Residents celebrate Italian heritage with trip abroad

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Greenwich residents who traveled to Italy recently gathered at Town Hall as part of the ongoing effort to build a strong “sister city” relationship with the country. At top, from left, First Selectman Peter Tesei, Theodore Urso, Emily Docimo, Ryan Kerwin, Marla Kerwin and Ennio DeVita. At bottom, from left, Anthony and Rita Marinero, town Cultural Ambassador at Large Bea Crumbine, Peter, Eleanor and Debbie Orrico and Anthony Marzullo. — John Ferris Robben photo

Greenwich residents who traveled to Italy recently gathered at Town Hall as part of the ongoing effort to build a strong “sister city” relationship with the country. At top, from left, First Selectman Peter Tesei, Theodore Urso, Emily Docimo, Ryan Kerwin, Marla Kerwin and Ennio DeVita. At bottom, from left, Anthony and Rita Marinero, town Cultural Ambassador at Large Bea Crumbine, Peter, Eleanor and Debbie Orrico and Anthony Marzullo.
— John Ferris Robben photo

In an eight-day trip to Italy filled with new experiences and connecting with distant relatives in a pair of communities that produced many of the Italian immigrants who called Greenwich home in the late 1800s and early 1900s, Emily Docimo was struck by … of all things … the cemeteries.

“That impressed me. Their respect for the dead, the way they maintained the graves — it puts us to shame,” Ms. Docimo said last Tuesday. “They are absolutely gorgeous, marble all over, lit candles and fresh flowers in a vase. It was impressive, very impressive.”

Ms. Docimo along with 10 other Greenwich residents were honored at a reception in the Town Hall Meeting Room on June 2 for their trip last month to Rose and Morra De Sanctis, both in Calabria, as part of an effort to strengthen ties with the Italian communities.

In March, Greenwich’s “sister city” relationship with Rose and Morra De Sanctis was formalized with a special ceremony attended by the mayors of both Italian cities that featured the exchange of flags and a celebration of the Italian immigrants who helped build this town.

Debbie Orrico, on her first trip to Italy, marveled at a tangible connection with her ancestors when she gazed out on fruit trees in Rose.

“The impact of seeing lemon trees, orange trees and fig trees that have been there for hundreds of years and knowing that my great-grandparents picked fruit from those trees was just unbelievable,” she said.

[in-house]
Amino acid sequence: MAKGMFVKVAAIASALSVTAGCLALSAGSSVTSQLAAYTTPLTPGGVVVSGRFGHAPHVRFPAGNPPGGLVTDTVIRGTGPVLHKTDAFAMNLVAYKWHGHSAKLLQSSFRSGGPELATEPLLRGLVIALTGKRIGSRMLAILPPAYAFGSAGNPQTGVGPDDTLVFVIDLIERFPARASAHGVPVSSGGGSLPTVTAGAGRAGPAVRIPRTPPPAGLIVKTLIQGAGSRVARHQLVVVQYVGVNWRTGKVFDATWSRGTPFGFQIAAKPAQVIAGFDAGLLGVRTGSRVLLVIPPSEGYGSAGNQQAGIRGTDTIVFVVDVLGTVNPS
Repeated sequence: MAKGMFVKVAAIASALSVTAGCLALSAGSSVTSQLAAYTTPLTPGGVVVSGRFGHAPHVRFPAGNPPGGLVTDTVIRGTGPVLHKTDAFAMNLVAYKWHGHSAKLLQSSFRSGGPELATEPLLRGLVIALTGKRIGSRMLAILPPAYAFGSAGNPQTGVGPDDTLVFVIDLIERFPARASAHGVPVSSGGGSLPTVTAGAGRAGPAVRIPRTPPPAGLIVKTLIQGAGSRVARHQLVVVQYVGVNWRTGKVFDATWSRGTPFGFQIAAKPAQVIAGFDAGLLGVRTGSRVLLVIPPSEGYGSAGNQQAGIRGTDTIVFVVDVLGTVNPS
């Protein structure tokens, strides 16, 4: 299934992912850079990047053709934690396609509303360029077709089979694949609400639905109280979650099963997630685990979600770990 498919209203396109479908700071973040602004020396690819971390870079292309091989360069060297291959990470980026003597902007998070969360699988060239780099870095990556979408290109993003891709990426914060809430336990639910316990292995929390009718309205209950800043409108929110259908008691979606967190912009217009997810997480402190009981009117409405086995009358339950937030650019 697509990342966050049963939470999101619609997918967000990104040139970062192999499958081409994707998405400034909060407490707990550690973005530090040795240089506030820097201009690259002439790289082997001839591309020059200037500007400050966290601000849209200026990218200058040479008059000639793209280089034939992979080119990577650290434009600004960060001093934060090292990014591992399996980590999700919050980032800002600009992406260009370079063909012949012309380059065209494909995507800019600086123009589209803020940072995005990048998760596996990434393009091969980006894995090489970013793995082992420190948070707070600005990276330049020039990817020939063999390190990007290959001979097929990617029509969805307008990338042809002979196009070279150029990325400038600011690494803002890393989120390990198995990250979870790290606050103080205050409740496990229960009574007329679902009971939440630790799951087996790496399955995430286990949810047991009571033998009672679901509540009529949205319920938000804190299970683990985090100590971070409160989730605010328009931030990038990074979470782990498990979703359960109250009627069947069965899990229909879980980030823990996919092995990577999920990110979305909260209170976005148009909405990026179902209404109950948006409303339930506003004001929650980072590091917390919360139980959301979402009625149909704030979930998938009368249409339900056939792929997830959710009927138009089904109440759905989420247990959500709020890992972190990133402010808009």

First Selectman Peter Tesei praised the group for connecting with their roots.

“There is nothing more important than your origins and what made you what you are today,” Mr. Tesei said. “That’s something that I think you’ve been able to demonstrate by going back to your native villages and learning about what’s transpired since your ancestors came.”

Mr. Tesei joked that while he wants to visit Italy some day, for now he will have to live vicariously through them.

“At some point I will be able to hopefully have that same experience. Right now I will live vicariously through your experiences and your photos,” he said.

The Greenwich-based Friendship Ambassadors Foundation organized the trip.

Bea Crumbine, the town’s ambassador at large and the driving force behind the sister city relationships and March’s ceremony, praised the group for traveling to the two communities to keep the links alive between them and Greenwich. She said their voyage was a “gift” to the two Italian communities.

“They have been given a gift by you because you came, you listened and you shared,” she told the assembly.

Ms. Docimo, who declined to give her age, said her mother, Angelina, was born in Morro De Sanctis and moved to the United States with her family as a two-year-old infant. Her father Joseph was born in the United States but his parents were immigrants.

She was amazed — even with the passage of almost a century — that when she saw distant relatives on the trip how much they resembled her great-aunts and great-uncles.

Franco Magaro, the chief of police in Rose, who has some relatives in Greenwich helped track down some of her relatives, Ms. Docimo said.

Ms. Docimo was filled with awe at the courage it took for her ancestors and for everyone else to undertake a trip to a foreign land in search of a better life.

“My grandfather was 14 and he didn’t know anybody,” Ms. Docimo said. “He just knew that he had to go to Cos Cob because there were people from his town here, He came all by himself. Of course it was a different age then. He was 14.”

She added that she marveled at his youth when he made the trans-Atlantic journey by himself.

“I just give him so much credit,” she said.

Eleanor Orrico, another of the group of 11, was struck by the differences between the two Italian communities. She said Morro De Sanctis is a vibrant community with employment, small businesses and people choosing to live there. Rose does have a strong spirit but she said it is losing people and it is struggling.

“There is potential there but as a sister city they could use our help,” Ms. Orrico said.

Rita Marinaro, 83, and her husband Tony Marinaro, 78, remembered the trip fondly but she joked that she would need a good pair of walking shoes if she returned because of all the walking they did.

“We did a lot of walking, up cobblestone streets,” she remembered with a laugh.

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